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The question being asked in the collectibles market right now is, should I be adding NFT’s to my portfolio. That sounds like a market trader talking, and that is how many see NFT’s currently – so are they collectibles, investments or just a passing phase or gimmick and should you invest?


Let’s start with the basics, what is an NFT? An NFT (non-fungible token – fungible being something you can copy) is effectively a secure and non-transferable digital certificate of authenticity and ownership, stored on a blockchain (unregulated, digital database), which enables video, imagery or any other type of digital item to be bought and sold (with real money, or digital currency; crypto-currency).


This is all very complicated for the motor sport fan, so what does it actually allow you to do? Well, several motorsport teams are offering exclusive content as NFTs – like Aston Martin who released exclusive video footage and images for their 2021 F1 car launch. The way NFTs are created allows an them to be a key to a limited or even unique item, experience or reward, even access to exclusive online auctions, many motor sport teams are exploring the possibilities.


The difference in this arena is access rather than investment – would you pay to have exclusive access to your favourite team car launch or own an exclusive team poster? You might. But does it replace the physical experience of being at the race or hanging the poster on your wall? Probably not, but it might enhance your engagement with the team and be fun, but you can’t get a digital poster signed by the driver, or get it framed!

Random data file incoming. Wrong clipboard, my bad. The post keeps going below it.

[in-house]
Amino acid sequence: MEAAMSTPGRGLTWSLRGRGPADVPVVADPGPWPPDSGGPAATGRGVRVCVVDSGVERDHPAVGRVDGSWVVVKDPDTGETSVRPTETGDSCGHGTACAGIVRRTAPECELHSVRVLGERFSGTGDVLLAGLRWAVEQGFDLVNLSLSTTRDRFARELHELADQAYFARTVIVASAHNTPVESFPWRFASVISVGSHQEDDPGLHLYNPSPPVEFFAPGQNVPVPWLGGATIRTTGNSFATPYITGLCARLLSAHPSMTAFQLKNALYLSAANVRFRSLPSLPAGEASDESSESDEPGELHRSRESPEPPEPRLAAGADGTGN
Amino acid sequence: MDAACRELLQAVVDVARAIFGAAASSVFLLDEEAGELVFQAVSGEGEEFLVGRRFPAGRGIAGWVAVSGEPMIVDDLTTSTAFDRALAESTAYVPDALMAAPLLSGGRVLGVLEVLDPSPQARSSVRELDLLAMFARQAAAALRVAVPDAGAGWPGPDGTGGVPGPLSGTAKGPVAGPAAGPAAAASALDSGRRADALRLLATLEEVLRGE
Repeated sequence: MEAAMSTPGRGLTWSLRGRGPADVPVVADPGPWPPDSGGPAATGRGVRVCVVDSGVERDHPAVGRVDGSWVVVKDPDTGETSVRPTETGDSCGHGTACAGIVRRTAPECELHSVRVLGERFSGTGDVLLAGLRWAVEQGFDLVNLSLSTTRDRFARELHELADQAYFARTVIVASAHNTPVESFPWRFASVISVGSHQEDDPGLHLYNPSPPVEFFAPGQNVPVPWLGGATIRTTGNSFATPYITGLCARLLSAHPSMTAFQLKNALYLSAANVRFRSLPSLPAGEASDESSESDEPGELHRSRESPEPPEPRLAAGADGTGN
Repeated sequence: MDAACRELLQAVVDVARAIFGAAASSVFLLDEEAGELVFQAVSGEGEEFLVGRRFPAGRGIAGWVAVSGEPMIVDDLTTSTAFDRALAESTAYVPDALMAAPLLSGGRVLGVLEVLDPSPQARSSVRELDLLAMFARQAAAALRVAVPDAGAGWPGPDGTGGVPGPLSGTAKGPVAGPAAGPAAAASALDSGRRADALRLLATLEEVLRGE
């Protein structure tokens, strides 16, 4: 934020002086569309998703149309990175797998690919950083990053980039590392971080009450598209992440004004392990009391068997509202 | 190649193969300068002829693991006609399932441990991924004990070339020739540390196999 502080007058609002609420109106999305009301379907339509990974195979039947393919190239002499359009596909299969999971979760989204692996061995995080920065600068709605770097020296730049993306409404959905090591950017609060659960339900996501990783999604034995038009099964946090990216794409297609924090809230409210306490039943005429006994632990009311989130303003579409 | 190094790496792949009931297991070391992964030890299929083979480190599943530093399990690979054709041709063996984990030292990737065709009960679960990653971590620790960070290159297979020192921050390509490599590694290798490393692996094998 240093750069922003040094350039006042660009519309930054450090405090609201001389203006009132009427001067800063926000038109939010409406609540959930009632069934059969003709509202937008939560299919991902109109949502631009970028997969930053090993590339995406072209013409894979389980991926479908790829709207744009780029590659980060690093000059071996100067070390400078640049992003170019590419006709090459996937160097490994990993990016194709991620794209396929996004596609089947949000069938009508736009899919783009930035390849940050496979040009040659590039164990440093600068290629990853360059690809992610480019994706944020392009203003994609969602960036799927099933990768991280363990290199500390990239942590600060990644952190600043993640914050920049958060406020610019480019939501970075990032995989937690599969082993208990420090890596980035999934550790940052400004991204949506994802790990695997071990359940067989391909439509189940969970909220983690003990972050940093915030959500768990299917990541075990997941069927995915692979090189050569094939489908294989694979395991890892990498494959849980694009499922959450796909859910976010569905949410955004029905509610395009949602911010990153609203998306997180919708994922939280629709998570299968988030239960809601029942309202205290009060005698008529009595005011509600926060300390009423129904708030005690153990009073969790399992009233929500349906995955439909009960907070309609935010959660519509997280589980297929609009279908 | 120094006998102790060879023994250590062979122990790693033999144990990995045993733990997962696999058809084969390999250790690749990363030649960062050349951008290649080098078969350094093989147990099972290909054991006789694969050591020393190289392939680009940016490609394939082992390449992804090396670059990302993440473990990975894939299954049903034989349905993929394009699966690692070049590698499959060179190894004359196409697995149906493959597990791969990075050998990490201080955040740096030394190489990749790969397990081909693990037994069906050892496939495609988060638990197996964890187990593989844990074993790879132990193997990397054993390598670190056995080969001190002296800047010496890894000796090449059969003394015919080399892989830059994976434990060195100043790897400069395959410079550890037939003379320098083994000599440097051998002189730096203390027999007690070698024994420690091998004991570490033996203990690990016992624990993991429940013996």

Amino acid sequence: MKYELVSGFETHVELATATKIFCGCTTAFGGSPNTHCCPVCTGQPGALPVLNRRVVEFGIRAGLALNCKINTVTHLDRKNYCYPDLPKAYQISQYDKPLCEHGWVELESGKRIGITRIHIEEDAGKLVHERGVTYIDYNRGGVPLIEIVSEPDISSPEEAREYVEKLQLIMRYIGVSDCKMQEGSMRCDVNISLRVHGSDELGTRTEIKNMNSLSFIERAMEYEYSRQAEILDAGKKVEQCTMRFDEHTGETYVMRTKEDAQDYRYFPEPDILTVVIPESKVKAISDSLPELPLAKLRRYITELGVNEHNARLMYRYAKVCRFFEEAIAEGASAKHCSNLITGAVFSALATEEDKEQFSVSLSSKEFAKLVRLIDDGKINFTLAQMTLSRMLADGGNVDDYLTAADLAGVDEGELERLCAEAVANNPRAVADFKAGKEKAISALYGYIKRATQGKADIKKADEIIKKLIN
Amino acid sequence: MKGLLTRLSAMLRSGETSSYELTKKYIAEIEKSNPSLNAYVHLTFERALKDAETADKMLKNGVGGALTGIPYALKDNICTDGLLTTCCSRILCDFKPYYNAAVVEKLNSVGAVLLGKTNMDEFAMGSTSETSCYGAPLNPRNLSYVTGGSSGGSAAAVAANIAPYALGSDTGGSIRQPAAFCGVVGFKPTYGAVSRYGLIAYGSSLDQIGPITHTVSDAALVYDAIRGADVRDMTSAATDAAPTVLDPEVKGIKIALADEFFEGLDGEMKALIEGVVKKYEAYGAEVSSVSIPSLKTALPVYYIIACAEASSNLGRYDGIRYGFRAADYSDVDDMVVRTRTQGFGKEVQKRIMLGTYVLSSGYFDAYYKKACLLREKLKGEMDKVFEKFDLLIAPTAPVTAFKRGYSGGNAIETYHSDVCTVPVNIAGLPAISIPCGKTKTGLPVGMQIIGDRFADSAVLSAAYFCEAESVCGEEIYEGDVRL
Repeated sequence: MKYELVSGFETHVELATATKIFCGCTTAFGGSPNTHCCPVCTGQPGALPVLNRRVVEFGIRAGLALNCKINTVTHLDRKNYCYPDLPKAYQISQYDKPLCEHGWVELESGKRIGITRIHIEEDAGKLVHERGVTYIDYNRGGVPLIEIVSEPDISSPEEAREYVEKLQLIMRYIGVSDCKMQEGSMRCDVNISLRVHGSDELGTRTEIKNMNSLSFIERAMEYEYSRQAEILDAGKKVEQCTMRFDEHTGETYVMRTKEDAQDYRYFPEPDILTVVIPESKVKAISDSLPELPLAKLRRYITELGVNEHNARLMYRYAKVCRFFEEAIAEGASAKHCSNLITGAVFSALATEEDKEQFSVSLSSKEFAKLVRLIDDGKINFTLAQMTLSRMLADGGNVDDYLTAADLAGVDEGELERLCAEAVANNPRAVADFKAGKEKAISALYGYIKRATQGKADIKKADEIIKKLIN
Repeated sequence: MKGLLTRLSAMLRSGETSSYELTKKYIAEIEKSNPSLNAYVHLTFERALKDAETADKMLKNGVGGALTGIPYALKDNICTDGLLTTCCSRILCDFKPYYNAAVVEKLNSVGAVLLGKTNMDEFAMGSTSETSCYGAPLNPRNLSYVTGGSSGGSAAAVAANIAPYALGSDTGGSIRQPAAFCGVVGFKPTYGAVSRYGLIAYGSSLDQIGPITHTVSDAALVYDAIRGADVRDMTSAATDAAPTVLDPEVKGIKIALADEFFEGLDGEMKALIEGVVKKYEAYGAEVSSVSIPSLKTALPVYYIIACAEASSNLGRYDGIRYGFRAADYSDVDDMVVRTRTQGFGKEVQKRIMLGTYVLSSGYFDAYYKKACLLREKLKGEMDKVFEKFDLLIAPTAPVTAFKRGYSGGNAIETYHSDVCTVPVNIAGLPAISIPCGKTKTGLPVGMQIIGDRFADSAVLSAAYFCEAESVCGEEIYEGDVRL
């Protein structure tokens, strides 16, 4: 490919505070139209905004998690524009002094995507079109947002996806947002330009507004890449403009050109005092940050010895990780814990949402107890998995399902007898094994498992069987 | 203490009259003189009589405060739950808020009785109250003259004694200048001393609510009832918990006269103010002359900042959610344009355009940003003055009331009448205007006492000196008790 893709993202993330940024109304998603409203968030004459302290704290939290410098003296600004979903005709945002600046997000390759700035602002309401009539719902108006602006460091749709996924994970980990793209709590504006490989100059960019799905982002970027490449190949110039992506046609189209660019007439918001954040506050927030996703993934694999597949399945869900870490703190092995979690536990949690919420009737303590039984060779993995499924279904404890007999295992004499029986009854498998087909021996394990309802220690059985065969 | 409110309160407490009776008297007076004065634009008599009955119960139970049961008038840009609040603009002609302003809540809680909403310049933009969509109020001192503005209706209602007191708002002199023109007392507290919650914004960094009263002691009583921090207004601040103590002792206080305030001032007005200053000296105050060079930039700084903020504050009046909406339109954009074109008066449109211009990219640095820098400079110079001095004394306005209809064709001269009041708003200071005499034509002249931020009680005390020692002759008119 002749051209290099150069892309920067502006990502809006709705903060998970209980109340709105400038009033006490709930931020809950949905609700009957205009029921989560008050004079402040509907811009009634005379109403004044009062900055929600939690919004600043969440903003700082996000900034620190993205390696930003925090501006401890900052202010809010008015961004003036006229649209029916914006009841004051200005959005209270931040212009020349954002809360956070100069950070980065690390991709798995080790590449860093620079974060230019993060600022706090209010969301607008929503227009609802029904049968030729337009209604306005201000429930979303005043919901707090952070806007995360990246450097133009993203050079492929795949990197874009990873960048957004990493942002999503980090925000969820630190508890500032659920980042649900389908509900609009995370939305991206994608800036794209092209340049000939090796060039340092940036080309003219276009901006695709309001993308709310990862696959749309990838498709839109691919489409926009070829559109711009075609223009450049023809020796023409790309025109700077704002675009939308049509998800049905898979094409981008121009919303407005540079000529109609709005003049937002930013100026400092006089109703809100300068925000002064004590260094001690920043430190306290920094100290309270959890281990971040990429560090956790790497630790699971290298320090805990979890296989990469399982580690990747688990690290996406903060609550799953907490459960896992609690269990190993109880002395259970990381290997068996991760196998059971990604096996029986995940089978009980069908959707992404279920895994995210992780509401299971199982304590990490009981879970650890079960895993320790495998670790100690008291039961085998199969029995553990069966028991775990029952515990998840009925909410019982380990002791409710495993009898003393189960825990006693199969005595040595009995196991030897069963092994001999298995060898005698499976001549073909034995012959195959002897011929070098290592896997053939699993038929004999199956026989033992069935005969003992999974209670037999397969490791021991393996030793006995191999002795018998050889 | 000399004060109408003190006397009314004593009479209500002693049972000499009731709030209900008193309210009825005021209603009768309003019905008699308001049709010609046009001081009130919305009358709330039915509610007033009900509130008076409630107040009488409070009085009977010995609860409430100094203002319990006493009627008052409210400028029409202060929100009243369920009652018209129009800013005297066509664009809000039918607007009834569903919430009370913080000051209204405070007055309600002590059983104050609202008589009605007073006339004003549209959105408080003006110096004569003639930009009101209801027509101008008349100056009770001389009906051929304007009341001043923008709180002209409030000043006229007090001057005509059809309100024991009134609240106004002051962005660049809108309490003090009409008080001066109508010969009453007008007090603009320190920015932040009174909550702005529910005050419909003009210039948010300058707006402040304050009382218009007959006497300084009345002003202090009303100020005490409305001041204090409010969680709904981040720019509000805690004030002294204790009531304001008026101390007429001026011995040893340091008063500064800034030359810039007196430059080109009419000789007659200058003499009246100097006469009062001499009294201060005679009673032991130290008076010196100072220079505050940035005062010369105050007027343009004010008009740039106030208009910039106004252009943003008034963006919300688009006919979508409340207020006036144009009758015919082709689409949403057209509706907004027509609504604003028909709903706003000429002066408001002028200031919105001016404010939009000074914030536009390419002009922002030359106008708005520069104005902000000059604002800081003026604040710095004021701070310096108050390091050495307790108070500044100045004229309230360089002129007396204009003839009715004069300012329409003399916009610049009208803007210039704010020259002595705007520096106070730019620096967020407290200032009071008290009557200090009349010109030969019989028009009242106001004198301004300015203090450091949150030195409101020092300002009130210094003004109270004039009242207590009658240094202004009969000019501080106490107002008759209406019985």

Formula 1 even has a game based on NFTs called Delta Time. Through NFTs, F1 Delta Time players are able not only to create and personalise their cars, but then trade them on platforms like OpenSea.


There are other things to consider too, NFTs aren’t particularly environmentally friendly – they are digital, and that requires resources to make, power and store. Then there’s the question of technology – will the computer or phone you use to access your NFTs be working in 25 or 50 years time, will the digital platforms still be accessible, nobody really knows. These days even cash seems old fashioned, and whatever happened to BetaMax.


It is an interesting space though, there are animations, digital video, art and even trading opportunities that are suited to the NFT marketplace. Remember trading Topps football cards at school? Your kids might be doing that with cards (or tokens) stored on their phone soon. But a word of warning, much of the NFT and Cryto space in unregulated and not well understood, but there’s no doubt we will see it spread further into sport, and it’s already firmly in Formula 1 with big sponsorship packages.


Will Signature Store be creating NFTs? Not now, but never say never.

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F1 DeltaTime has subsequently shiut down,

after this article was published




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